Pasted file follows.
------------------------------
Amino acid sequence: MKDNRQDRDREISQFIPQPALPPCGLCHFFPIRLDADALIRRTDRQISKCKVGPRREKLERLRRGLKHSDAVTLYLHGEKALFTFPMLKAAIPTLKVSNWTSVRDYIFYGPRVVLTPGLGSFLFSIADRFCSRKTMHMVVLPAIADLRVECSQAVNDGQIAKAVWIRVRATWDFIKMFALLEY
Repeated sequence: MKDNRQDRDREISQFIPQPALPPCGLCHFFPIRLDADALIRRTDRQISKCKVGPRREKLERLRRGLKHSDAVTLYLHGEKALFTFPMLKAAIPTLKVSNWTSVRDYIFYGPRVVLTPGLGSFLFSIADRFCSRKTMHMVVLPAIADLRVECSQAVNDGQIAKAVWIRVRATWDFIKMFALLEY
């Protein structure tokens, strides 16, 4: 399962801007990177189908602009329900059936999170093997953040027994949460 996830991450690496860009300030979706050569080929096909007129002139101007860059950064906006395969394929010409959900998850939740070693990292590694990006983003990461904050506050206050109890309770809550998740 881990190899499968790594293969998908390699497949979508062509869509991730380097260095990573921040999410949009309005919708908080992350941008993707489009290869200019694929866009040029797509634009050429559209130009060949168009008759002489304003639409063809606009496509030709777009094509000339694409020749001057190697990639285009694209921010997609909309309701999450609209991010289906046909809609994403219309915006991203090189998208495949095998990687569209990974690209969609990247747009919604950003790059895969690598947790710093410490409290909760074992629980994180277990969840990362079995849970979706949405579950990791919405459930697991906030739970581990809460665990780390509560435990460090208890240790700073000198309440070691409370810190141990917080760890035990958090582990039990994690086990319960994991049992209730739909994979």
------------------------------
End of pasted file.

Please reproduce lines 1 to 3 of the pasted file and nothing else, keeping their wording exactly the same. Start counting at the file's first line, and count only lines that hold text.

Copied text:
Amino acid sequence: MKDNRQDRDREISQFIPQPALPPCGLCHFFPIRLDADALIRRTDRQISKCKVGPRREKLERLRRGLKHSDAVTLYLHGEKALFTFPMLKAAIPTLKVSNWTSVRDYIFYGPRVVLTPGLGSFLFSIADRFCSRKTMHMVVLPAIADLRVECSQAVNDGQIAKAVWIRVRATWDFIKMFALLEY
Repeated sequence: MKDNRQDRDREISQFIPQPALPPCGLCHFFPIRLDADALIRRTDRQISKCKVGPRREKLERLRRGLKHSDAVTLYLHGEKALFTFPMLKAAIPTLKVSNWTSVRDYIFYGPRVVLTPGLGSFLFSIADRFCSRKTMHMVVLPAIADLRVECSQAVNDGQIAKAVWIRVRATWDFIKMFALLEY
């Protein structure tokens, strides 16, 4: 399962801007990177189908602009329900059936999170093997953040027994949460 996830991450690496860009300030979706050569080929096909007129002139101007860059950064906006395969394929010409959900998850939740070693990292590694990006983003990461904050506050206050109890309770809550998740 881990190899499968790594293969998908390699497949979508062509869509991730380097260095990573921040999410949009309005919708908080992350941008993707489009290869200019694929866009040029797509634009050429559209130009060949168009008759002489304003639409063809606009496509030709777009094509000339694409020749001057190697990639285009694209921010997609909309309701999450609209991010289906046909809609994403219309915006991203090189998208495949095998990687569209990974690209969609990247747009919604950003790059895969690598947790710093410490409290909760074992629980994180277990969840990362079995849970979706949405579950990791919405459930697991906030739970581990809460665990780390509560435990460090208890240790700073000198309440070691409370810190141990917080760890035990958090582990039990994690086990319960994991049992209730739909994979």